Economics 628 - Econometrics I

Instructor:

Instructor: Peter Fuleky

Office: 508 Saunders Hall

Email: fuleky at hawaii.edu

Overview:

This course aims to provide first year economics Ph.D. students with an introduction to probability theory and statistical inference as well as modern econometric methods and theory.

Books/Notes:

- Probability Lecture Notes by Arne Hallam (required)

- A Short Introduction to Probability by Dirk Kroese (required)

- Introduction to Probability Notes by Charles Grinstead and Laurie Snell (recommended)

- Introduction to Probability Notes by Dimitri Bertsekas and John Tsitsiklis (recommended)

- A Modern Introduction to Probability and Statistics: Understanding Why and How by Dekking, Kraaikamp, Lopuhaa, and Meester (recommended)

- Statistical Inference by George Casella and Roger L. Berger, 2nd Edition (recommended)

- Probability Theory and Statistical Inference: Econometric Modeling with Observational Data by Aris Spanos (recommended)

- Econometrics Lecture Notes by Bruce Hansen (required)

- Econometrics Lecture Notes by Michael Creel (recommended)

- A Guide to Econometrics by Peter Kennedy, 6th Edition (recommended)

- Introduction to Econometrics by Christopher Dougherty, 4th Edition (recommended)

- Econometric Theory and Methods by Russell Davidson and James G. MacKinnon (recommended)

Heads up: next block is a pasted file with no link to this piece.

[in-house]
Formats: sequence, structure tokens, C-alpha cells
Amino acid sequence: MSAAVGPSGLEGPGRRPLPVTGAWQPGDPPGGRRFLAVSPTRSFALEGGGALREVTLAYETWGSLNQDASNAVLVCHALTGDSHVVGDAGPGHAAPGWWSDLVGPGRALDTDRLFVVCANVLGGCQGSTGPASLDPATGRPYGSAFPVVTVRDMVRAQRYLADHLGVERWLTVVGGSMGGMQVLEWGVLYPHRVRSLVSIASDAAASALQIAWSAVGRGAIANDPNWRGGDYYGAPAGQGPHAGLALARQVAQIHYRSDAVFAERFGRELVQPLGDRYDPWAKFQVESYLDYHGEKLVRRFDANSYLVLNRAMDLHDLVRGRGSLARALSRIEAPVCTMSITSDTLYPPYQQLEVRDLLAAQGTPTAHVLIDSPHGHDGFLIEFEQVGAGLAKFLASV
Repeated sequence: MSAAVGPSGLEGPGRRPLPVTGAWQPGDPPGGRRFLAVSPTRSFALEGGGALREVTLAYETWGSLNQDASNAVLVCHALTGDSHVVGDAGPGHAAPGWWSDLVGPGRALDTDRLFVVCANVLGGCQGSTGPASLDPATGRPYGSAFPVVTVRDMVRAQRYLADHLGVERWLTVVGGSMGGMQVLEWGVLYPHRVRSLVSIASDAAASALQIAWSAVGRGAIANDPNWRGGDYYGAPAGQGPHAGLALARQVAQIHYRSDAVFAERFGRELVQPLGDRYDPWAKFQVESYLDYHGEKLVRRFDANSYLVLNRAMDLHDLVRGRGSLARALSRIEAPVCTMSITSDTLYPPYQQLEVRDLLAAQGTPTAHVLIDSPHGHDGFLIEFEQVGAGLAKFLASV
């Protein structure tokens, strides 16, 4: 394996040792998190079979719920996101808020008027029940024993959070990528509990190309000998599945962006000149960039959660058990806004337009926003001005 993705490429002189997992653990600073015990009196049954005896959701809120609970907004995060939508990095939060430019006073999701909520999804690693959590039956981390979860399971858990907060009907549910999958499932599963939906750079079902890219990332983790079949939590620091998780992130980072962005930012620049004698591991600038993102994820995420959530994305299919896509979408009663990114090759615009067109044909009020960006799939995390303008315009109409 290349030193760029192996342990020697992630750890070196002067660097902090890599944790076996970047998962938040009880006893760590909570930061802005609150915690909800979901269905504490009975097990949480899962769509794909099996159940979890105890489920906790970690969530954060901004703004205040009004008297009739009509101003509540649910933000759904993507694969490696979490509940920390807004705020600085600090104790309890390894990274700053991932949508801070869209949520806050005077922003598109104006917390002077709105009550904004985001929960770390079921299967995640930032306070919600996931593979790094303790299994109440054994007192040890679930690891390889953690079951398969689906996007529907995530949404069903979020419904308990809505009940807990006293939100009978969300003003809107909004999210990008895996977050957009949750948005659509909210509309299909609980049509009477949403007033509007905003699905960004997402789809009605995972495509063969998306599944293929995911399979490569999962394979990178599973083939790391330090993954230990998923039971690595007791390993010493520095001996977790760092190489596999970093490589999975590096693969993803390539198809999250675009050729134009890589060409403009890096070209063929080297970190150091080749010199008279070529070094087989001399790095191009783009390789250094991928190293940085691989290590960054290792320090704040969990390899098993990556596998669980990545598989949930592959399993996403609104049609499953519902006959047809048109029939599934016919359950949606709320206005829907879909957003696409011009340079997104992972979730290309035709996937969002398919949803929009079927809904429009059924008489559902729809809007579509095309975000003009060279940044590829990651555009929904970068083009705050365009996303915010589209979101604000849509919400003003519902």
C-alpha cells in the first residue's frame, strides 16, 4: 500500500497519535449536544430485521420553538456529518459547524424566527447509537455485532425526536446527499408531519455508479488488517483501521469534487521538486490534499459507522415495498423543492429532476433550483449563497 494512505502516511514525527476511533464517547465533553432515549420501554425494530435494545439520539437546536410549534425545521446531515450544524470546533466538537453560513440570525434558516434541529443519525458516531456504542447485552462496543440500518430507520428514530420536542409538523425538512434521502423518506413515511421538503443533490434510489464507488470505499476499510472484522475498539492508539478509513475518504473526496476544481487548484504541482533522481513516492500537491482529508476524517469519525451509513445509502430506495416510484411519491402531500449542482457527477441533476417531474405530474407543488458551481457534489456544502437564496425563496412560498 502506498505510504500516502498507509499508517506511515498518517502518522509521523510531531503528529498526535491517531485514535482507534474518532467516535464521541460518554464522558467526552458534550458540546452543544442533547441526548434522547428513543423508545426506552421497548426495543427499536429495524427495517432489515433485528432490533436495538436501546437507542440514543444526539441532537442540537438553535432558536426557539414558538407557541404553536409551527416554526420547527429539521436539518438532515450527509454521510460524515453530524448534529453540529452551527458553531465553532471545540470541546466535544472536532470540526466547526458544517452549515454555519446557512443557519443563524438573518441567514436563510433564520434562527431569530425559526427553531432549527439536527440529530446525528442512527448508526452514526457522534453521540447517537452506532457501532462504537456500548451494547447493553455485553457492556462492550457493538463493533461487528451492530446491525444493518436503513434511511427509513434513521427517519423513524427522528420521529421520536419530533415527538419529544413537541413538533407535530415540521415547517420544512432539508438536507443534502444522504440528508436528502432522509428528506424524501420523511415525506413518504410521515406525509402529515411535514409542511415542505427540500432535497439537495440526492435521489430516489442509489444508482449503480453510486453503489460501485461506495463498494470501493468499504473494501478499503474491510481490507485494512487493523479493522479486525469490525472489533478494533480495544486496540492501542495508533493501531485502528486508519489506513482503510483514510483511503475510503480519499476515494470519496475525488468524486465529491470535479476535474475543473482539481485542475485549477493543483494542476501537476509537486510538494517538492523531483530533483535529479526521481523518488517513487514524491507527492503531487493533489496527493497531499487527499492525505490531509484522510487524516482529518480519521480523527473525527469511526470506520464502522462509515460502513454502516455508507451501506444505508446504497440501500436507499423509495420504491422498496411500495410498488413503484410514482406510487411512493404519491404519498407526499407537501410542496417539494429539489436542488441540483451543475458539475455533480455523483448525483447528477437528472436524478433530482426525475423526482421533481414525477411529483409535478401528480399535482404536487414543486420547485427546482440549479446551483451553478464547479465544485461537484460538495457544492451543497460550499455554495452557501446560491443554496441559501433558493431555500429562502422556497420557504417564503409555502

- A (Very) Short Introduction to R by Paul Torfs and Claudia Brauer (required)

- R Reference Card (required)

- R Reference Card 2.0 (required)

- Introduction to Probability and Statistics Using R by Jay Kerns (recommended)

- Introduction to Statistical Thought by Michael Lavine (recommended)

- Econometrics in R by Grant V. Farnsworth (recommended)

- R Downloads and Documentation (recommended)

Course Structure:

There will be two lectures per week. Attendance is not mandatory at lectures, but exams and homework assignments will focus primarily on material presented in lectures.
Homework problems and answers to homework problems, as well as important information with regard to exams and announcements will be posted on the course website. It is your responsibility to check the website for announcements, assignments, and any possible changes related to the course plan.
Grades will be determined by one midterm (40%) and one final exam (40%), as well as approximately weekly problem sets (20%).

Rough Outline of Topics:

1) Probability Theory

- Set Theory, Counting, Random Variables, Distribution Functions

- Expectations, Transformations

- Common Distributions

- Joint Distributions, Conditional Distributions, Covariance, Correlation

- Convergence, Central Limit Theorem

2) Econometrics

- Ordinary Least Squares Modeling and Estimation

- Ordinary Least Squares Asymptotics

- Maximum Likelihood

- Heteroskedasticity

- Serial Correlation

- Instrumental Variables

- Generalized Method of Moments

Links:

Econometrics: A Bird's Eye View

Intro to R script 1

Intro to R script 2

More illustration of concepts in R

Clickable distribution chart

Distribution relationships

R code for bivariate normal distro

Use of logarithms in economics

Linearly independent, orthogonal, and uncorrelated variables

Visualizing multiple regression

More on Venn diagrams for regression

A primer on asymptotics

Type II error and the power of a test

UH library's guide to economics